Subversion tracks tree structures, not just file contents. It’s one of the biggest reasons Subversion was written to replace CVS.
Here’s what this means to you, as a former CVS user:
The svn add and svn delete commands work on directories now, just as they work on files. So do svn copy and svn move. However, these commands do not cause any kind of immediate change in the repository. Instead, the working items are simply “scheduled” for addition or deletion. No repository changes happen until you run svn commit.
Directories aren’t dumb containers anymore; they have revision numbers like files. (Or more properly, it’s correct to talk about “directory foo/ in revision 5.”)
Let’s talk more about that last point. Directory versioning is a hard problem; because we want to allow mixed-revision working copies, there are some limitations on how far we can abuse this model.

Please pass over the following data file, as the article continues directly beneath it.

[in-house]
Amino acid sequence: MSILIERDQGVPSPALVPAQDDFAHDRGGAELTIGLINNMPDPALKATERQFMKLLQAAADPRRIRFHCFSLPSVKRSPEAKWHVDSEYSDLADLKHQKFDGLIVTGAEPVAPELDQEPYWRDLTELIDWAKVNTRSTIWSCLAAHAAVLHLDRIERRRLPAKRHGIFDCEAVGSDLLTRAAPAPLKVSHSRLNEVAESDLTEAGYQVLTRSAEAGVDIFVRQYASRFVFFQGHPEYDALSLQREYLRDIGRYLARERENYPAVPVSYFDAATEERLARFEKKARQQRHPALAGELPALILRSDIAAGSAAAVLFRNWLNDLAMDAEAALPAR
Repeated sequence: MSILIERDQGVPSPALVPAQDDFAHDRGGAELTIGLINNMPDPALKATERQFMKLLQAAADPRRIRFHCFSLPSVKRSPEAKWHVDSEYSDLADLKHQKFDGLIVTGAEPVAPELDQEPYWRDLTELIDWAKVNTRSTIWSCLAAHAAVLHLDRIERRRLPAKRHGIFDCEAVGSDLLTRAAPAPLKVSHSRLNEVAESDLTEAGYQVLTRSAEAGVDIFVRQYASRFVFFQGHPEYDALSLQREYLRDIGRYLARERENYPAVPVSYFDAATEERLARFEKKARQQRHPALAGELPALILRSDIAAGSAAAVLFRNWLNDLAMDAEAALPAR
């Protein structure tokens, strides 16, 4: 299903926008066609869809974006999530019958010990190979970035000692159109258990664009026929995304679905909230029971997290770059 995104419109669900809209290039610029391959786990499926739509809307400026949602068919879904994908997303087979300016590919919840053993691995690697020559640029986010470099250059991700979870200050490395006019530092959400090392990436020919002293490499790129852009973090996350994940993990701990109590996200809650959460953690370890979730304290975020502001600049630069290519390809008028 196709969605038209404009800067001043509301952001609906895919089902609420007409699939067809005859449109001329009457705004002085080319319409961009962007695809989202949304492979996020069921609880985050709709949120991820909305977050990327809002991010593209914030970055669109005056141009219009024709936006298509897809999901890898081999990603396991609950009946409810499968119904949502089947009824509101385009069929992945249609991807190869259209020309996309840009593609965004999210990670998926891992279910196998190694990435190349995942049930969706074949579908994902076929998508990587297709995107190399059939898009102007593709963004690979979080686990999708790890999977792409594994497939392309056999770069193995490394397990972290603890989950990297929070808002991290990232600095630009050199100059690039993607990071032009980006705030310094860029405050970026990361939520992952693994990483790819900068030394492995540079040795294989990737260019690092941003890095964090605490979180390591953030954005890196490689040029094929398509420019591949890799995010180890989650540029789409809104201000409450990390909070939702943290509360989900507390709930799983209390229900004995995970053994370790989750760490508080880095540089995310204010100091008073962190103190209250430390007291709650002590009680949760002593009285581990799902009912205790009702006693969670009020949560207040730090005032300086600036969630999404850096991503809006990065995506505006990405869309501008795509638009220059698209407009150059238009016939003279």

From a theoretical point of view, we define “revision 5 of directory foo” to mean a specific collection of directory entries and properties. Now, suppose we start adding and removing files from foo, and then commit. It would be a lie to say that we still have revision 5 of foo. However, if we bumped foo’s revision number after the commit, that would be a lie, too; there may be other changes to foo we haven’t yet received, because we haven’t updated yet.
Subversion deals with this problem by quietly tracking committed adds and deletes in the .svn area. When you eventually run svn update, all accounts are settled ...